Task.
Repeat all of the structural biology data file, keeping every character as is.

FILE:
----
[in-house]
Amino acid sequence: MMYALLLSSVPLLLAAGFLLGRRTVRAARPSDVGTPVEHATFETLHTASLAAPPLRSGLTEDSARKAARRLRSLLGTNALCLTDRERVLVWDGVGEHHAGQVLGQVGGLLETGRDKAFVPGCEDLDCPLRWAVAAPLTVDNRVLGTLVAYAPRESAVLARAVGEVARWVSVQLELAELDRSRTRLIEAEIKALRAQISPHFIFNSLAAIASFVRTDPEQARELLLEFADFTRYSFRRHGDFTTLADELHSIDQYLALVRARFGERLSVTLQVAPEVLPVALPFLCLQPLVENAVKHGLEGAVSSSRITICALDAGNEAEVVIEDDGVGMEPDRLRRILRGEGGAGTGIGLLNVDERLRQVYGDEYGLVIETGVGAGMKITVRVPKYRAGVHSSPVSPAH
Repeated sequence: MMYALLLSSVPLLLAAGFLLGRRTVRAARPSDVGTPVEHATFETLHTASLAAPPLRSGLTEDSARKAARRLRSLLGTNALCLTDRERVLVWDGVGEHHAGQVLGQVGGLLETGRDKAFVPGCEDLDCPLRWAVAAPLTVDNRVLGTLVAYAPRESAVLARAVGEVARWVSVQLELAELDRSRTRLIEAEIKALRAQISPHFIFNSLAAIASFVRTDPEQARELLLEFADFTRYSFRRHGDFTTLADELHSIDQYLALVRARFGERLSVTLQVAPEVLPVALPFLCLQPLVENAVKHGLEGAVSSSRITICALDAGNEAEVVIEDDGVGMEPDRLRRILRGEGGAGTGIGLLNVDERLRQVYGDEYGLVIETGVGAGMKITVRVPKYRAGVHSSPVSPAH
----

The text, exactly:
[in-house]
Amino acid sequence: MMYALLLSSVPLLLAAGFLLGRRTVRAARPSDVGTPVEHATFETLHTASLAAPPLRSGLTEDSARKAARRLRSLLGTNALCLTDRERVLVWDGVGEHHAGQVLGQVGGLLETGRDKAFVPGCEDLDCPLRWAVAAPLTVDNRVLGTLVAYAPRESAVLARAVGEVARWVSVQLELAELDRSRTRLIEAEIKALRAQISPHFIFNSLAAIASFVRTDPEQARELLLEFADFTRYSFRRHGDFTTLADELHSIDQYLALVRARFGERLSVTLQVAPEVLPVALPFLCLQPLVENAVKHGLEGAVSSSRITICALDAGNEAEVVIEDDGVGMEPDRLRRILRGEGGAGTGIGLLNVDERLRQVYGDEYGLVIETGVGAGMKITVRVPKYRAGVHSSPVSPAH
Repeated sequence: MMYALLLSSVPLLLAAGFLLGRRTVRAARPSDVGTPVEHATFETLHTASLAAPPLRSGLTEDSARKAARRLRSLLGTNALCLTDRERVLVWDGVGEHHAGQVLGQVGGLLETGRDKAFVPGCEDLDCPLRWAVAAPLTVDNRVLGTLVAYAPRESAVLARAVGEVARWVSVQLELAELDRSRTRLIEAEIKALRAQISPHFIFNSLAAIASFVRTDPEQARELLLEFADFTRYSFRRHGDFTTLADELHSIDQYLALVRARFGERLSVTLQVAPEVLPVALPFLCLQPLVENAVKHGLEGAVSSSRITICALDAGNEAEVVIEDDGVGMEPDRLRRILRGEGGAGTGIGLLNVDERLRQVYGDEYGLVIETGVGAGMKITVRVPKYRAGVHSSPVSPAH